Collaboration between diverse actors such as knowledge institutions, private and public sector, civil society and the people of the city are more than often seen as an important part to finding solutions to our complex urban challenges. It is also understood that collaborations across these actors are not easy and various tools and processes are set up to facilitate.

From being engaged with these tools and processes in this intersection between the actors in Sulangan/The Philippines, Cairo / Egypt, Port au Prince / Haiti, etc. we ended up in this intersecting space in Malmö / Sweden too. Although our overall aim of a more just city remains the same, the platform, the International Non-Governmental Organisation (INGO) or similar agency, we found ourselves often working from has been replaced.


The INGO platforms have been replaced by MESHWORK**. MESHWORK is both the name of our new company (thank you Kartik for the spot-on name!) and the way we visualize what we do. The mesh spans between the various organizations where we are found employment, consultancy assignments or voluntary engagement but also beyond the professional realm. In other words, Akbar Modan and I are now a couple of boundary workers with one foot in each sector and our fingers in many pies!


A couple of boundary workers

I never had a word for what we did. I learned about Boundary Work from the academics I recently wrote The Guidelines for Urban Labs with. The Guidelines advocated for an Urban Lab to actively engage in boundary work. It continues, “boundary work can be done by individuals, for example, the lab coordinators, or by the urban labs as (temporary or institutionalized) boundary organizations.” It defines boundary work as ‘transcending boundaries created by different interests, values, knowledge domains and institutional logics.’

As I wrote, Akbar Modan and I used to work in the international development and humanitarian sector and there our platforms were mainly INGOs. In this sector, these types of collaborations (or multi-stakeholder processes as we called them) are a common practice in urban development, housing, and reconstruction projects. These multi-stakeholder processes could if successful make your budget go further, further local ownership and above all empower the marginalized communities that you were there to support. The INGOs became this boundary organization (or what we called broker and process manager). INGOs or similar agencies are helpful as they more than maybe other organizations are rights based, independent, often an outsider of the context, and flexible in the way that they operate.

When we moved to Malmö / Sweden some years back we landed in yet another city being formed by the global trends of globalization, urbanization, and migration. What is more is that Malmö is acutely aware of its challenges including a housing and refugee ‘crisis’ and is looking to do things differently. Akbar Modan and I thought that maybe the skills and experiences we gathered from working in the cities of the global south would be applicable in the global north too!

To explain our global south doings to our new local context, we created these 9 squares instead of translating our CVs into Swedish and into something that Sweden would understand.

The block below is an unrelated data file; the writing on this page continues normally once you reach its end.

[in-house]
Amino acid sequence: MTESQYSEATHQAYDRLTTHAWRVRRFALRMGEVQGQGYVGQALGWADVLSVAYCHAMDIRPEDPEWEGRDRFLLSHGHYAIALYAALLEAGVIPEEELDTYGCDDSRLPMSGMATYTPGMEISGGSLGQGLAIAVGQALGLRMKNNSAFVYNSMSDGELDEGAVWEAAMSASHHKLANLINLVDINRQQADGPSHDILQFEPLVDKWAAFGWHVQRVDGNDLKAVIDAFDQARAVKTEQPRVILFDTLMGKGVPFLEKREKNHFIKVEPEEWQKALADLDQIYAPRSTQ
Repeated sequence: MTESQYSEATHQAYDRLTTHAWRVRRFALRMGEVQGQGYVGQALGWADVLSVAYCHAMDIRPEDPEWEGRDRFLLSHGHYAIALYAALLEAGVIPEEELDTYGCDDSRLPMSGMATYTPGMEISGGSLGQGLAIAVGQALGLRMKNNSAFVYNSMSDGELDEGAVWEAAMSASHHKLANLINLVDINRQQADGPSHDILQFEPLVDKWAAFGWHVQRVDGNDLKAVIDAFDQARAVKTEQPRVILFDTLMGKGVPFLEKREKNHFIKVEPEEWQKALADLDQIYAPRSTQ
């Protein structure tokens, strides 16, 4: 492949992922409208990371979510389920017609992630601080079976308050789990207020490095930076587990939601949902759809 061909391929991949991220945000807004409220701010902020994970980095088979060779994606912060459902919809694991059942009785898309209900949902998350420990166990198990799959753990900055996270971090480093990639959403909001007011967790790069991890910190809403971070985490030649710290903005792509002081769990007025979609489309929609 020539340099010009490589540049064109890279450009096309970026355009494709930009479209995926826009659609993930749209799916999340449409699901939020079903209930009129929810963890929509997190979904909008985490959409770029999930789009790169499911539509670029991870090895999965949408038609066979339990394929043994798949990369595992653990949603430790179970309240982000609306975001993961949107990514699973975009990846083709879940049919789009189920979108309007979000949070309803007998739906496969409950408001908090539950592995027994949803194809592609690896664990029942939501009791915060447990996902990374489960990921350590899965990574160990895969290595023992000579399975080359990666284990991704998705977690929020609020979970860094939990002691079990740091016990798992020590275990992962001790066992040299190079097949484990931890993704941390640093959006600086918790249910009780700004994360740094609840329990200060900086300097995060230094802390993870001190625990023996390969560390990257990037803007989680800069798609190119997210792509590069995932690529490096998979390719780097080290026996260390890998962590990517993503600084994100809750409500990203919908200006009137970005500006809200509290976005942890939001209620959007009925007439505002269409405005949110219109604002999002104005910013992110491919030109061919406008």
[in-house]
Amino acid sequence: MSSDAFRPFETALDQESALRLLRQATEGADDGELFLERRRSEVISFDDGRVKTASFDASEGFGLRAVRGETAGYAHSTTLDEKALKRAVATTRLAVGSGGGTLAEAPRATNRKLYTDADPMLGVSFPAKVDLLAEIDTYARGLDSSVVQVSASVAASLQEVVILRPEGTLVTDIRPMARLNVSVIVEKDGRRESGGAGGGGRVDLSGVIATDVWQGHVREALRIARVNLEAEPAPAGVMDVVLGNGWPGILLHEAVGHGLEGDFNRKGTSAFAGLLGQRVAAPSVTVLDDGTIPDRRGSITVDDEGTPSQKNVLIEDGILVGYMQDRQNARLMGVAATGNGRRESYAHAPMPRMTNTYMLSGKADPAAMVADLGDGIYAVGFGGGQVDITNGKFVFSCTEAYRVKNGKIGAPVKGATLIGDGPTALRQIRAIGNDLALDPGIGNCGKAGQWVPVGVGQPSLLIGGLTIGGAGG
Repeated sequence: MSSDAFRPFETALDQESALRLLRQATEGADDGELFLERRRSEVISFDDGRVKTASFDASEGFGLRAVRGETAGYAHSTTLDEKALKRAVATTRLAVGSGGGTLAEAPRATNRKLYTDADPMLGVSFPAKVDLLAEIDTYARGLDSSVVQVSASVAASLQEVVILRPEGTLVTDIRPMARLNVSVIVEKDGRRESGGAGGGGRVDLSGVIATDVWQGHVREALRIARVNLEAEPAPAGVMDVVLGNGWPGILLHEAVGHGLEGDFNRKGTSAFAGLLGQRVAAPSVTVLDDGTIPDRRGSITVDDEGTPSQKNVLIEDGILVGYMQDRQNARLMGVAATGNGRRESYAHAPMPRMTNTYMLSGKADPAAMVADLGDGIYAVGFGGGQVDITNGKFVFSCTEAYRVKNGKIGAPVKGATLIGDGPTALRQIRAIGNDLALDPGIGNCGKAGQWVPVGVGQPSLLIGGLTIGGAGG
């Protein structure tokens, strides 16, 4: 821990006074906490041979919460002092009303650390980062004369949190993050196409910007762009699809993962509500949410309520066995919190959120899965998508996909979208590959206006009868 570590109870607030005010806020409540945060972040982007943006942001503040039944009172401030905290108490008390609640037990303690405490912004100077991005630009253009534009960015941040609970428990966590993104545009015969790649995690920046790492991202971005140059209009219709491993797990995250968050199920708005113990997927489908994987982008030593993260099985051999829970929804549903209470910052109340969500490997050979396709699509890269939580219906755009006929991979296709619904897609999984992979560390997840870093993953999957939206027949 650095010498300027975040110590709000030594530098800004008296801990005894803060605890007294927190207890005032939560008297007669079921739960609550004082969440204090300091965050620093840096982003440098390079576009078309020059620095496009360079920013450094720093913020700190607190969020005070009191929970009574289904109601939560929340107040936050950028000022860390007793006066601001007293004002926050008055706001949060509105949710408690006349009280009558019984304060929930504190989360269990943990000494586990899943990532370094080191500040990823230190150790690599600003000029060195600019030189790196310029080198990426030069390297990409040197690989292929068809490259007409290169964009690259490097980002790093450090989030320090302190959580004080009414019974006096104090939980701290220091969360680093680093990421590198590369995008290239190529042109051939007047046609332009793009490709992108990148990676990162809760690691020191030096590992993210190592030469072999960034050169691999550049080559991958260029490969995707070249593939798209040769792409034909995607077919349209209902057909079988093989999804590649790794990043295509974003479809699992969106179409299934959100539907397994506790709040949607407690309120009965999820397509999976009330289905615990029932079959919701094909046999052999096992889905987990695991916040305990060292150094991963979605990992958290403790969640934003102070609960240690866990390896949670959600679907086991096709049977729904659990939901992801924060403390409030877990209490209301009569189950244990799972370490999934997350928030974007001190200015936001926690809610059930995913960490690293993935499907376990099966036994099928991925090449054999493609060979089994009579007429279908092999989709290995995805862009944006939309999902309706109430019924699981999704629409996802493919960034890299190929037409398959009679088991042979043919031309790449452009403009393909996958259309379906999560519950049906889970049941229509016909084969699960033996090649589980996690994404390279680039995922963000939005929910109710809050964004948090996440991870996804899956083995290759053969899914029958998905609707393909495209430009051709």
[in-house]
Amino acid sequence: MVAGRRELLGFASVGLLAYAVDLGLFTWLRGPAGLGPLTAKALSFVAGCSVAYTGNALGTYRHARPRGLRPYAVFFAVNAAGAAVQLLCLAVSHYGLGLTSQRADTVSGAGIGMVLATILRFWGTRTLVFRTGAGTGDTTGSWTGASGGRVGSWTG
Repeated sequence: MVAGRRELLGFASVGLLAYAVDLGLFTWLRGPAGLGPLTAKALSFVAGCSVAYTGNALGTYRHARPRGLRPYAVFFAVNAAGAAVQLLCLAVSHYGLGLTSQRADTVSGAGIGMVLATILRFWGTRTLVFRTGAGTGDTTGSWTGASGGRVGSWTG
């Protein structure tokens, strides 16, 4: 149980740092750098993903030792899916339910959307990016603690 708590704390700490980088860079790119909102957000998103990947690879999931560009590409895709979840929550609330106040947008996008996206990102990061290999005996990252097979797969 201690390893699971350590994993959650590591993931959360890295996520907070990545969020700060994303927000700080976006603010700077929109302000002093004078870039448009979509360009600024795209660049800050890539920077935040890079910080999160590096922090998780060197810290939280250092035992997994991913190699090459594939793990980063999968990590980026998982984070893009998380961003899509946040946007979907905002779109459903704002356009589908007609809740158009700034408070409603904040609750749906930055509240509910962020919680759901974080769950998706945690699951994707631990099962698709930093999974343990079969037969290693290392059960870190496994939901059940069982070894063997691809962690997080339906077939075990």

And we started to say ‘yes!’ to everything that came our way. Something will lead somewhere we thought, but little did we know that being part of all these projects and processes at the same time is what makes our work so fruitful. Each assignment informs and even strengthens the other directly.

170904_9 square - vår rollSq9_vi trorSq9_vi jobbarSq9_hurSq9_befintligSq9_karta


Sq9_who are we

credit of many of the photos: CORDAID

one foot in each sector and our fingers in many pies!

It is easier to be and remain connected to people similar to you, i.e. other professionals for reasons such as they speak the same professional language, you meet them during working hours in an office environment, they have an interest in the subject and are paid, …

Also, practically, if we said yes to all meetings, workshops, seminars at the University, Municipality and other official institutions, we would not have the time to keep in contact with anyone else but professionals. It is important that Akbar Modan and I remind ourselves to assure that we remain true to our own purpose and ability, to turn things on its head and assure that we make time to be equally connected to the non-professional including the marginalized actors of Malmö.

**MESHWORK: By this I mean an entanglement of interwoven lines. These lines may loop or twist around one another or weave in and out. Crucially, however, they do not connect. This is what distinguishes the meshwork from the network. The lines of the network are connectors, each given as the relation between two points, independently and in advance of any movement from one toward the other…the lines of a meshwork, by contrast, are of movement or growth. They are temporal ‘lines of becoming’…Life is a proliferation of loose ends. It can only be carried on in a world that is not fully joined up. Thus the very continuity of life – its sustainability, in current jargon – depends on the fact that nothing ever quite fits..” Tim Ingold, ‘Lines and the Aether’, Vital Beauty, 2012




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